Maha and Sabah often grumble about the restrictions imposed on them on choosing their employment, their husband and travel, all of which require permission from a male guardian. It’s the unintended consequence of the king’s scholarship program. For some Saudi women students, they came, they saw and they want to stay in the West.
While some Saudi university students are flirting with the idea of remaining in Britain or the US, they acknowledge the enormous pressure of adapting to Western culture. “England, as much as I like it here, has a deep drinking culture and everybody’s sex life is an open book,” Maha says. “These are things I feel very uncomfortable about. Can I live in a culture with different moral values? I wonder.”
The idea of not returning home is also a single woman’s prerogative. Married Saudi women students have their husbands and children with them. Returning home, where their lives are comfortable, is not open to debate. “My married friends have everything they need in Saudi Arabia,” Maha says. “There’s no point in living here when they have everything they need at home.”
Yet the urge to remain in Britain or the US often has less to do newfound freedoms and more with the impact the Arab Spring has had Saudi Arabia. One student characterized the kingdom as closing in on itself. “It’s a battle of wills between the conservatives and the liberals, and the conservatives are winning,” says a Saudi male student attending Newcastle and asked not to be identified.
Sabah complains that women have been the most affected by a push among conservatives to stem the tide of reform championed by King Abdullah. The campaign for the right to drive a car has faltered. Equally strong efforts by women activists to ease guardianship laws to provide easier access to jobs also have led nowhere. Promises to codify laws that give women more rights in divorce and child custody cases in Saudi courts also failed to materialize.
Sabah points to the disturbing trend among religious conservatives to attack men promoting women’s rights. In December, conservatives alleged that Saudi men were contributing to the corruption of women and behaving “shamefully” by socializing with them during session breaks at the Saudi Intellectual Forum in Riyadh. Sabah says that attacking the moral character of a Saudi can be devastating, and serves as an effective tool to silence allies of women’s rights activists.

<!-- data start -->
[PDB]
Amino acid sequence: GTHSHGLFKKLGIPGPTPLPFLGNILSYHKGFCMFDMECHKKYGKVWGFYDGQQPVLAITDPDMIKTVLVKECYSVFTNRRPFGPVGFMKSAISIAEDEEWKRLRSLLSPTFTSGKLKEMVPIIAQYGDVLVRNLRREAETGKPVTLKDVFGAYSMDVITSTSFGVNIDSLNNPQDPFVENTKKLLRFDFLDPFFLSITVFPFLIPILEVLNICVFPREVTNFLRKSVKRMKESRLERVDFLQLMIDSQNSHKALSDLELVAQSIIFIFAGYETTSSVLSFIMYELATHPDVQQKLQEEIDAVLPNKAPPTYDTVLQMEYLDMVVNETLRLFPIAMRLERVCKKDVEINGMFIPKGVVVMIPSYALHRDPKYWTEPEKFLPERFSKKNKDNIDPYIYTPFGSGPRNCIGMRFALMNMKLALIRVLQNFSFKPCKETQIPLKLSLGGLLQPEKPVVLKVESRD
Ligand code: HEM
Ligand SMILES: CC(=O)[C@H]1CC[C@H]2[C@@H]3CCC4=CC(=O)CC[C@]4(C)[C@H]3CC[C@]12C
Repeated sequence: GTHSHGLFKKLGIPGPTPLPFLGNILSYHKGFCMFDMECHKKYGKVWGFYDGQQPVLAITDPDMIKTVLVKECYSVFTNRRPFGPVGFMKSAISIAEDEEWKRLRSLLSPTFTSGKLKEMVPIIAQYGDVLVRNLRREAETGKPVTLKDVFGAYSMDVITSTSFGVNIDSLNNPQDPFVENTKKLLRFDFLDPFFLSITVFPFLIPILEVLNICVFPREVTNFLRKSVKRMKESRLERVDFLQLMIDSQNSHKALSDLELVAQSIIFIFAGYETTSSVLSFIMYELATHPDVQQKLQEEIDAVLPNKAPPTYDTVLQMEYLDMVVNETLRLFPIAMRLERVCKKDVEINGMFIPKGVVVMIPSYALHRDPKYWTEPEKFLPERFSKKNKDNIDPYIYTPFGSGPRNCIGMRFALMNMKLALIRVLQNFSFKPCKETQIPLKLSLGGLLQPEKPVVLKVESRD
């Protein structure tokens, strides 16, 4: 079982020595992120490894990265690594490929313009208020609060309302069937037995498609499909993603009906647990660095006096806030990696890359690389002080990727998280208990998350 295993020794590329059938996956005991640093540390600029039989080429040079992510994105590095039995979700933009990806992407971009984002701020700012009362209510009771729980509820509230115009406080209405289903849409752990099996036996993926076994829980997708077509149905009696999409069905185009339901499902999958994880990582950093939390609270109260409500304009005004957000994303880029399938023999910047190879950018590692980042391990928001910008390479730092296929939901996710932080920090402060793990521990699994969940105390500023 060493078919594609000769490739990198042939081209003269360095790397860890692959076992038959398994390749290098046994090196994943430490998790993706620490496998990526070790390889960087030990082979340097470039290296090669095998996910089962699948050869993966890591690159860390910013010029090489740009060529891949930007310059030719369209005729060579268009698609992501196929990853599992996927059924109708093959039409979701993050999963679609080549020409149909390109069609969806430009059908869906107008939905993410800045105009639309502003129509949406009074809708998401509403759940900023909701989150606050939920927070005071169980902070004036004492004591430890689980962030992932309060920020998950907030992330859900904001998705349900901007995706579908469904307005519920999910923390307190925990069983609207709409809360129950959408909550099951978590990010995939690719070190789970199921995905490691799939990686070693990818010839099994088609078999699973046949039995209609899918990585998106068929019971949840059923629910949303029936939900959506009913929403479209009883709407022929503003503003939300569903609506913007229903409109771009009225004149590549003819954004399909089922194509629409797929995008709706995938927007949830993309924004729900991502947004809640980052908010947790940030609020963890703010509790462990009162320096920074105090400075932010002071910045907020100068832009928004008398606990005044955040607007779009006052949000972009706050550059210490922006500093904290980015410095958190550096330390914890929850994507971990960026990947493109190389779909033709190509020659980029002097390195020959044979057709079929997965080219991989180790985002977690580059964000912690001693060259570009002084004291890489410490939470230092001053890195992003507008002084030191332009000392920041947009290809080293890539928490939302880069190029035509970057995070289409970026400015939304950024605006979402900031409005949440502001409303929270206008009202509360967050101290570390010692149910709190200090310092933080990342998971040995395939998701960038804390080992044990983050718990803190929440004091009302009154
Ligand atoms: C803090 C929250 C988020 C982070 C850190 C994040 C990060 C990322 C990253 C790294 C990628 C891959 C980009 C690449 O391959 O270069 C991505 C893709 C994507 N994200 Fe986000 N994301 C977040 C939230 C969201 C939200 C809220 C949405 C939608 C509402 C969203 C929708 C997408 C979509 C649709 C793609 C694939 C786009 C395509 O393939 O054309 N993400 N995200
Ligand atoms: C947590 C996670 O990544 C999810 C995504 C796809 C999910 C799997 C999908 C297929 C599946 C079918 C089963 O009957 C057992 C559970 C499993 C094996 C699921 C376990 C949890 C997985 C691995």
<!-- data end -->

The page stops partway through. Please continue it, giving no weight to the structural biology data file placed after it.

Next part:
“I can face this kind of thing. It’s my country,” Sabah says. “But do I want my daughters to grow up in this environment? There’s the old joke that Saudi Arabia takes one step forward for progress and two steps backward. Well, it’s many steps backward now. We’re regressing.”
A 28-year-old doctoral student studying at the University of Birmingham in England, who asked to be called Khadija, says she is hopeful for women’s rights. She points to the fact that women won the right to vote and run for elected office. The university scholarship program is evidence of the government’s desire to provide better educational and employment opportunities for women. A progressive administrator, Sheikh Abdullatif Aal Al-Sheikh, was recently appointed to run the Commission for the Promotion of Virtue and Prevention of Vice. His first promise was to disband the volunteer vigilante force that strikes fear in many Saudis.
Yet the progress has had little effect on the day-to-day lives of Saudi women.
“We as Saudi women are getting impatient,” Khadija told The Media Line. “I want to be there for my country. They are giving me an education. But there are too many forces against me. Too many people want me to stay at home and waste my education, waste my brain. If I have to stay in the West to use my brain, I will.”
Yet Khadija says the reality is that the decision to remain in the West entails too high a price for most Saudi women. “I am looking for a job here in England and I’m hoping to find a way to stay here and live without restrictions. But am I ready to lose my family over it? No, not really.”